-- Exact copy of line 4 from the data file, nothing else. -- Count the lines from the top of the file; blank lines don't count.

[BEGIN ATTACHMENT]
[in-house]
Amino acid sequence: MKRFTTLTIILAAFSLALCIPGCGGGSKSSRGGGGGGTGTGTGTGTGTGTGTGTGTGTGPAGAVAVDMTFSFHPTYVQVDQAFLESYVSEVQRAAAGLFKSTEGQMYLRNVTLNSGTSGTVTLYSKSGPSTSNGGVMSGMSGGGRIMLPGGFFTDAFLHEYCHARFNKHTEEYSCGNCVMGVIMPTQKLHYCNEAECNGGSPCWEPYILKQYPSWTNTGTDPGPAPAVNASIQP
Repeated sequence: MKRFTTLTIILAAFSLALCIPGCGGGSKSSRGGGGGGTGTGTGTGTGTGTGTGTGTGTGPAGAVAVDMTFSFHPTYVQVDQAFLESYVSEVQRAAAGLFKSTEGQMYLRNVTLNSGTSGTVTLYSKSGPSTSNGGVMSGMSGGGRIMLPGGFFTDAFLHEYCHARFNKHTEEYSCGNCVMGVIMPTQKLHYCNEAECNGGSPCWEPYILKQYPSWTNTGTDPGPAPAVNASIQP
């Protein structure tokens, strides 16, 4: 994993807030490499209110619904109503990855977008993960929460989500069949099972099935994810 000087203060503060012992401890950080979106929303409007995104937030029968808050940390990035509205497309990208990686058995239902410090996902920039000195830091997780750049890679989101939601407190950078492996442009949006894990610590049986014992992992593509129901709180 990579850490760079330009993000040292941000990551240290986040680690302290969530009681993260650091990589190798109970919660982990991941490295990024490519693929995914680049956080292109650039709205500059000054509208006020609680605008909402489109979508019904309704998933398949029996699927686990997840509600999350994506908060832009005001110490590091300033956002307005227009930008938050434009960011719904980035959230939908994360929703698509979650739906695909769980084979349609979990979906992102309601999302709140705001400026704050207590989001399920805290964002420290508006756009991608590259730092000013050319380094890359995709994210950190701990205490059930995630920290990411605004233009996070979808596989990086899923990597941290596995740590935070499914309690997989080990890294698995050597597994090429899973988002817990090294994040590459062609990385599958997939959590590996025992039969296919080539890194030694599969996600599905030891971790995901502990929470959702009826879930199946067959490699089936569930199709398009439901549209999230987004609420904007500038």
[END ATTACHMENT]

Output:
């Protein structure tokens, strides 16, 4: 994993807030490499209110619904109503990855977008993960929460989500069949099972099935994810 000087203060503060012992401890950080979106929303409007995104937030029968808050940390990035509205497309990208990686058995239902410090996902920039000195830091997780750049890679989101939601407190950078492996442009949006894990610590049986014992992992593509129901709180 990579850490760079330009993000040292941000990551240290986040680690302290969530009681993260650091990589190798109970919660982990991941490295990024490519693929995914680049956080292109650039709205500059000054509208006020609680605008909402489109979508019904309704998933398949029996699927686990997840509600999350994506908060832009005001110490590091300033956002307005227009930008938050434009960011719904980035959230939908994360929703698509979650739906695909769980084979349609979990979906992102309601999302709140705001400026704050207590989001399920805290964002420290508006756009991608590259730092000013050319380094890359995709994210950190701990205490059930995630920290990411605004233009996070979808596989990086899923990597941290596995740590935070499914309690997989080990890294698995050597597994090429899973988002817990090294994040590459062609990385599958997939959590590996025992039969296919080539890194030694599969996600599905030891971790995901502990929470959702009826879930199946067959490699089936569930199709398009439901549209999230987004609420904007500038």